Knowledge is gift that will last lifetime

Published 12:01 am Tuesday, October 9, 2018

Each of us is the product of the effort other people put into helping us become who we are.

From the moment we are born, we are dependent upon other people to help us grow, learn and develop, and that experience is a lifelong process.

The moment we cease to learn or think we know everything, we cease to grow and progress.

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At a certain point in our educations and developments, we have to take responsibility for that learning process and seek out new information and answers on our own, but to get to that point we must have been cultivated and developed by people around us.

On Monday, I had the opportunity to help young students in their quests to learn and grow when I helped deliver dictionaries to third-graders at Gilmer McLaurin Elementary School as part of the Rotary Club of Natchez’s focus on an education and literacy project.

Each year, the Rotary Club of Natchez gives every third-grader his or her own dictionary to help them develop literacy skills, and Monday was my first time participating in the program.

The experience was inspirational in not only seeing the children light up when they learned they would each be getting their own dictionary, but also in seeing them learn to use the dictionaries to look up the words we gave them: “Service” and “Beneficial.”

Some of the students were more advanced than others, but it was inspirational to see the proverbial light bulb go on in some of the students’ heads as they discovered how to look words up in the dictionaries, running through their “ABCs”.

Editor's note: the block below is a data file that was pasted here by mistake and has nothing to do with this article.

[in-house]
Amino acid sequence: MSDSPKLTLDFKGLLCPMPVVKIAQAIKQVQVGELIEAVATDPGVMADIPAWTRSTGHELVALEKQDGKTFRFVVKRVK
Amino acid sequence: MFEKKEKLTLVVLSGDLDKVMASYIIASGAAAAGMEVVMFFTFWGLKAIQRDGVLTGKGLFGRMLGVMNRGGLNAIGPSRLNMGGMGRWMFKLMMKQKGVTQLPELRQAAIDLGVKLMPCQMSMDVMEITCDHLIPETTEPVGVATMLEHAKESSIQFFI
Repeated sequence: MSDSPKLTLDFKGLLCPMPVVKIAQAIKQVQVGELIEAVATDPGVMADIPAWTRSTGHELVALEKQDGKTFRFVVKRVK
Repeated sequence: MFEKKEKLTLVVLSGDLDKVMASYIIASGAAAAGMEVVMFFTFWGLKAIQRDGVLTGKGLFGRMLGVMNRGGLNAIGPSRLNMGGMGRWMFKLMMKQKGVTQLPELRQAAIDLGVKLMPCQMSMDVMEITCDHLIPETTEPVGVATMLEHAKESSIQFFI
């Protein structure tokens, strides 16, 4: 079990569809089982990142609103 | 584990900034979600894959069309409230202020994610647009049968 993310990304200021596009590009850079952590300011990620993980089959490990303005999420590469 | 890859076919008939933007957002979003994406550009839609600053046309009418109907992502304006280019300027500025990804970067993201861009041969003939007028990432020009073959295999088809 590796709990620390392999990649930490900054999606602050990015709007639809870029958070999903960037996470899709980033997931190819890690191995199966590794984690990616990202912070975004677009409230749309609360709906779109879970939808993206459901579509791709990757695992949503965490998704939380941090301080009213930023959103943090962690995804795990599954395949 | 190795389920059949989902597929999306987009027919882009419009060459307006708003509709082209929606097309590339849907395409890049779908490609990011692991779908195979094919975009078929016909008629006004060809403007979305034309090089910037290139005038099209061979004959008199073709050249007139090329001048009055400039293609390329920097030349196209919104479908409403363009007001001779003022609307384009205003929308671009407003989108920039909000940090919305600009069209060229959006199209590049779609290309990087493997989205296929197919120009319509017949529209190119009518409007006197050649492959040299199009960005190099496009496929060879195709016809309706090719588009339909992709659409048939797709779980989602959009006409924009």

I could not help but recall my own upbringing and learning experience, in which I developed a lifelong love of words and language.

I still have the first dictionary someone gave me when I was a child, and it still has my own chicken scratched name written on the inside title page.

I wonder, how many of the children my fellow Rotarians — Andrew Calvit, Suzanne Steckler, Russell Butts — and I gave dictionaries to on Monday, might one day learn to love words and language as much as I do.

I also wonder if any of them will go on to develop that love of language into a career of writing and editing as I did.

Regardless, one of the many great teachers I had in my life taught me that if you understand language, you could learn anything. In other words, a love and understanding of words is key to success in school, education and a successful career.

Lawyers, doctors, engineers, scientists, teachers, politicians, public relations specialists, marketing professionals, journalists, just about any career you can think of, the professionals must possess a command of language, both written and spoken, and an ability to read and comprehend written information.

Giving those third-graders their own dictionaries on Monday is a small part of their overall development, but I’m happy I played a part in their developments.

Maybe one day one or more of those young people will grow up, look at that dictionary on their bookshelf and remember how their understanding of words helped them along their life’s path to success.

Scott Hawkins is editor of The Natchez Democrat. Reach him at 601-445-3540 or